A Marine vet explains how Obama’s Iraq strategy is doomed to failure; is anyone listening?

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150115-A-QD273-893

In a rare blast of reality in the Democrat-loving New York Times, a guest column Thursday shredded President Obama‘s decision to send an additional 450 troops to the Middle East to train Iraqi soldiers as a failed strategy of “tokenism that reflects confusion at the top.”

Owen West, a Marine veteran who served two tours in Iraq, said the troops will live “inside secure bases nicknamed ‘lily pads,'” where they’ll train the Iraqis before sending the graduates outside the wire to fight the Islamic State.

But he believes that strategy is doomed for failure.

Mr. Obama has declared that advisers are not combat troops. But in fact, to influence battlefield performance, the adviser’s first job is to set the example in combat. The goal is to instill in the local force a sense of professional aggression — of seizing the offense — that must be demonstrated firsthand.

West said Obama will have to “renege on his ephemeral pledge not to engage in ground combat” if he truly wants to destroy ISIS. Pointing to the “surge” in 2007, West wrote that it was effective “because it partnered Americans with Iraqi soldiers and tribes.”

He then shared his own experiences in Iraq:

In 2006, I joined an adviser team in Habbaniya, halfway between Falluja and Ramadi, where the 450 Americans are headed. Our rotating group of 13 advisers lived on a remote outpost with 500 Iraqi soldiers, patrolling side by side. Even then, it took us three hard years to mold the battalion.

In 2005 and 2006, insurgents were shooting from houses where children were sleeping and blowing up themselves and dozens of bystanders in the market. No locals informed on the insurgents in their midst. Only by insisting on daily combat patrols were the advisers able to persuade the Iraqi soldiers that they could win the fight. We shared the risk; adviser casualties were over 30 percent.

West explained the Iraqis “gradually took pride in their own performance, mimicking the cocky Marines and their relentless advisers.” He said the Iraqi battalion eventually destroyed the insurgents, returning Habbaniya to “its peaceful existence as a lakeside retreat.”

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While proud of the battalion they worked hard to build, West said they were unnerved by the U.S. plan to withdraw all American troops by 2011, leaving no residual force.

Now the Islamic State controls the corridor. Secretary of Defense Ashton B. Carter publicly shamed the Iraqi Army, saying it had “no will to fight.” We should be careful about attributing blame. We advisers watched Prime Minister Nuri Kamal al-Maliki and his cronies gut the army when we precipitously left, using it as a sectarian collection agent fueled by favoritism. The intrepid young nationalists we groomed were left exposed at war’s sharp edge, year after year…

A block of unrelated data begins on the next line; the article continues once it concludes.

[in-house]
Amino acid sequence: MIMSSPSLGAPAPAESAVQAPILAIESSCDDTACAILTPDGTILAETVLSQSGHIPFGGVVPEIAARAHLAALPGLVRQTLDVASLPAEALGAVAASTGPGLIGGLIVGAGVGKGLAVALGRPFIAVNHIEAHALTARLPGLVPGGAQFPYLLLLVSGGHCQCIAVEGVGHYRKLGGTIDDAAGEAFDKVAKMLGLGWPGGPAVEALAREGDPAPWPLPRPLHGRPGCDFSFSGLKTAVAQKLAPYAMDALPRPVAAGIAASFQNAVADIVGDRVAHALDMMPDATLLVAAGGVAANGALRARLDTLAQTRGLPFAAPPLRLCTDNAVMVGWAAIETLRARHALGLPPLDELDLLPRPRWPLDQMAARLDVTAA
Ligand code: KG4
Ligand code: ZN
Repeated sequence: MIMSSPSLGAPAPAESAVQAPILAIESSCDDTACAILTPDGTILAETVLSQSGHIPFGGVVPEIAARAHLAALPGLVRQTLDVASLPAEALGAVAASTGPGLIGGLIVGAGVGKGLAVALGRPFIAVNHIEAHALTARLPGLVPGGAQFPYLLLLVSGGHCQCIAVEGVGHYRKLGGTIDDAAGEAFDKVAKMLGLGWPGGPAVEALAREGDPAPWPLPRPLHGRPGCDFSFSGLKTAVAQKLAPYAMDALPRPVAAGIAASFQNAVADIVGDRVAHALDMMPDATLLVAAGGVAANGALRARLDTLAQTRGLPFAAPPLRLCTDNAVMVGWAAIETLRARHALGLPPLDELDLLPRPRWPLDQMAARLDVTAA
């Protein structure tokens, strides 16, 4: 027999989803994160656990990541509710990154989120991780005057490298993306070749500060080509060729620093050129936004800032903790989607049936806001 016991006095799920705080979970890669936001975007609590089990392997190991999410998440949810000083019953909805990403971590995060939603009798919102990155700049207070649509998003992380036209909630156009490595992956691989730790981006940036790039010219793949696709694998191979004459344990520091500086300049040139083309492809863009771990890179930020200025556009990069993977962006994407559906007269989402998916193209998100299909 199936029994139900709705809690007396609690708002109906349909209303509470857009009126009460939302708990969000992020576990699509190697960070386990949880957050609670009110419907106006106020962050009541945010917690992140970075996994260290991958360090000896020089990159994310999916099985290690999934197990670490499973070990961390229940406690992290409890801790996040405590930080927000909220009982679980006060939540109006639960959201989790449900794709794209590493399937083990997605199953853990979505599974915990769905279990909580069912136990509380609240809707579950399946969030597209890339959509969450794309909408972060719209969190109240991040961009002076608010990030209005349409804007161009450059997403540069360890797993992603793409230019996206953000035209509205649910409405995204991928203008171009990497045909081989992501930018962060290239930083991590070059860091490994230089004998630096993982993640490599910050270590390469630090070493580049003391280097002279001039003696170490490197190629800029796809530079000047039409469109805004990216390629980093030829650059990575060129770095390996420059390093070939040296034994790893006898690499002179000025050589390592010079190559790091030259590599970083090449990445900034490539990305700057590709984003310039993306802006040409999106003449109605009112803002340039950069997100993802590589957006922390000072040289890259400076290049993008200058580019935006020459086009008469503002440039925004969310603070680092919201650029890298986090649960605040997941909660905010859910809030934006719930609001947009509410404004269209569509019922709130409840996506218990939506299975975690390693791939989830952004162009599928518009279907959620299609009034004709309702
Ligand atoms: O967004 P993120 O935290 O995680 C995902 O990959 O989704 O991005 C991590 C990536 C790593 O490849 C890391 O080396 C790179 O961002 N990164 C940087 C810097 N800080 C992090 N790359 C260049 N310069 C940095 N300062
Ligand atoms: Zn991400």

Mr. Obama, despite warnings of Mr. Maliki’s intentions, made no sincere effort to leave a sizable number of troops in Iraq past 2011. Now we’re sending in tiny groups, a few hundred at a time, to live on lily pads. That’s no way to instill the will to fight, yet Pentagon officials brag about numbers of “troops trained.”

But West insisted that the political problem of Iraq must come before the fighting.

Before entering ground combat, we have to fix the political problem. It would be insane to repeat our previous mistake and train an army to fight for the current Shiite government. Last year we trained not a single Sunni soldier, and our dollars continue to flow through Baghdad to Shiite militias…

Even with a thousand American advisers, Shiite soldiers today won’t fight for desolate Sunni lands. If we’re committed to a yearslong effort, money should flow directly to the end recipient of our choosing — whether that be the Iraqi Army, Kurds or Sunni tribesmen. Our current half-strategy opposes one enemy — the Islamic State — but benefits a much bigger threat, Iran.

West concluded by saying the U.S. needs to get the politics aligned with a commitment to destroy the Islamic State.

And if we fail to do that, he warned that “our advisers should expect the same heartbreak as those of us who fought in Operation Iraqi Freedom, and our fathers before us in Vietnam.”

 

Tom Tillison

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